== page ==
Brian Cox Devotes His Life To Helping People Recover From Alcoholism.

By Bridget McManus

December 3, 2009

BRIAN ''Coxy'' Cox brings new meaning to the worn-out term ''Aussie battler''. The tough-talking, 69-year-old recovering alcoholic with 20 years' sobriety under his belt has worked around the clock for 17 years to help alcoholics with nowhere else to turn.

From a modest house in Preston, with no wage and no government funding, he has seen hundreds of desperate men and women detox, relapse and detox again. Some eventually break the cycle, some keep coming back and too many die. But as Cox explains in the hard-hitting SBS documentary series Last Chance Saloon, the success of his self-made program is not something that can be measured easily.

''People ask me how many successes I've had,'' Cox tells Green Guide. ''Well, my successes are in AA [Alcoholics Anonymous]. I see them all the time. The Government can't show you their statistics, or what happens to people when they leave [a state-funded] seven-day detox. If they're homeless, they go out and drink again, 'cause what's the good of getting sober? It's horrible. These are human beings, male and female, beautiful people and their lives have been taken away by dirty, rotten, stinking alcohol.''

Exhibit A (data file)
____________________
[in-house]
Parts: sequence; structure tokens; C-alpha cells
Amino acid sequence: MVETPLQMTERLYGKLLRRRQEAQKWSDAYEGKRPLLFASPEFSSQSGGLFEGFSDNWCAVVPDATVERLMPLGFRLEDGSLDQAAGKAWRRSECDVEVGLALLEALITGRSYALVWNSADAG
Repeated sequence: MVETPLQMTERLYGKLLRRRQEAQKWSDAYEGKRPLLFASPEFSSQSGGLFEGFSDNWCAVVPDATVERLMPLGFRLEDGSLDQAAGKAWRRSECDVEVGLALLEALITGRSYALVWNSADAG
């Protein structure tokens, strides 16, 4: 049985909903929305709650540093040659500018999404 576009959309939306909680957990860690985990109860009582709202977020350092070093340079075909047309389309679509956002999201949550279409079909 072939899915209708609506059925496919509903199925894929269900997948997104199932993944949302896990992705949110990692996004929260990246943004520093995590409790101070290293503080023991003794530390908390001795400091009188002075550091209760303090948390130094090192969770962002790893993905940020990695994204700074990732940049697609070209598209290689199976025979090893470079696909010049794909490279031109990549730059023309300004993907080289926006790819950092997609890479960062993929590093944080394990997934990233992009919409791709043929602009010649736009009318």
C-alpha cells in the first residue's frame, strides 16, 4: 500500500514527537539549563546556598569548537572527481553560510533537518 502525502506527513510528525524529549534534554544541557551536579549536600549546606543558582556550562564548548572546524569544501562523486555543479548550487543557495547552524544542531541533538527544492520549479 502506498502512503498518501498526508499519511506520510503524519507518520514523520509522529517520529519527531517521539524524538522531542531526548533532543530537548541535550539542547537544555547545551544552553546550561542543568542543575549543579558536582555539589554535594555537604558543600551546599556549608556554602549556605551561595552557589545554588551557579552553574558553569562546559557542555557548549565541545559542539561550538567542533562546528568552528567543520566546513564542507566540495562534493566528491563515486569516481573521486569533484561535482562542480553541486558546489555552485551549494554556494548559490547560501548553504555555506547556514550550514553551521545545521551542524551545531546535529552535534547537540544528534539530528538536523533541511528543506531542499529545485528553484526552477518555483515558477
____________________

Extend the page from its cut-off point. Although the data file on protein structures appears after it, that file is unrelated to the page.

Like his charges who agreed to be filmed for the four-part series, one of seven exploring unique Australian stories under the umbrella title Secrets and Lives, Cox is all too familiar with the booze battle. Twenty years ago, he was sleeping rough, drinking cask wine when the going was good and methylated spirits when it wasn't, soiling himself in public and being hauled from lock-ups to hospitals, to detox centres and back again. The ''miracle'' that saved him, AA's 12-step program of abstinence, also instilled in him a desire to help others.

''I've got no time to think about myself and that's part of the recovery,'' Cox says. ''It's a self-centred disease - it's all about 'me'.''

While his no-nonsense attitude and black humour anchor the series, other strong characters emerge who are equally compelling.

Mike, a quietly cheeky, middle-aged man whom Cox describes as a ''knockabout'' and who has served nine years in jail, is his ''right-hand man'' at the centre - until he relapses, taking with him Scott, an attractive young man whose warmth and intelligence are at odds with his frank account of drinking aftershave and injecting isopropyl alcohol.